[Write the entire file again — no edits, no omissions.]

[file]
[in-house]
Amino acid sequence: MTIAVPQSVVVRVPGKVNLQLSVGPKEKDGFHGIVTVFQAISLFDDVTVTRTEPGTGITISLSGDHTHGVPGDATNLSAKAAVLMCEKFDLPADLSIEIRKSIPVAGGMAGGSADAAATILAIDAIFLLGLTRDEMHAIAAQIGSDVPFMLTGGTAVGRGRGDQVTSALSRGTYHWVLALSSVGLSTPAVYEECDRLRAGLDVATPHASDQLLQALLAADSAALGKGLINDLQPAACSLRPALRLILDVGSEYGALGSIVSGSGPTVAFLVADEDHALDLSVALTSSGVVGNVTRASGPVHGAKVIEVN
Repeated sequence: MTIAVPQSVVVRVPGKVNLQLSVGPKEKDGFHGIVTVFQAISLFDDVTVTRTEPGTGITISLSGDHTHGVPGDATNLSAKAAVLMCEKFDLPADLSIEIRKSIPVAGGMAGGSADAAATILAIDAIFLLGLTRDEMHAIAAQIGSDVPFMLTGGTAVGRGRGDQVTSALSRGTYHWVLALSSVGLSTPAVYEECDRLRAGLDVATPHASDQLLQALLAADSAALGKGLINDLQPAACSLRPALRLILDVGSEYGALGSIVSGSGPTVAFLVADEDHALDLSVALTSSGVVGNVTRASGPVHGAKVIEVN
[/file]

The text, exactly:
[in-house]
Amino acid sequence: MTIAVPQSVVVRVPGKVNLQLSVGPKEKDGFHGIVTVFQAISLFDDVTVTRTEPGTGITISLSGDHTHGVPGDATNLSAKAAVLMCEKFDLPADLSIEIRKSIPVAGGMAGGSADAAATILAIDAIFLLGLTRDEMHAIAAQIGSDVPFMLTGGTAVGRGRGDQVTSALSRGTYHWVLALSSVGLSTPAVYEECDRLRAGLDVATPHASDQLLQALLAADSAALGKGLINDLQPAACSLRPALRLILDVGSEYGALGSIVSGSGPTVAFLVADEDHALDLSVALTSSGVVGNVTRASGPVHGAKVIEVN
Repeated sequence: MTIAVPQSVVVRVPGKVNLQLSVGPKEKDGFHGIVTVFQAISLFDDVTVTRTEPGTGITISLSGDHTHGVPGDATNLSAKAAVLMCEKFDLPADLSIEIRKSIPVAGGMAGGSADAAATILAIDAIFLLGLTRDEMHAIAAQIGSDVPFMLTGGTAVGRGRGDQVTSALSRGTYHWVLALSSVGLSTPAVYEECDRLRAGLDVATPHASDQLLQALLAADSAALGKGLINDLQPAACSLRPALRLILDVGSEYGALGSIVSGSGPTVAFLVADEDHALDLSVALTSSGVVGNVTRASGPVHGAKVIEVN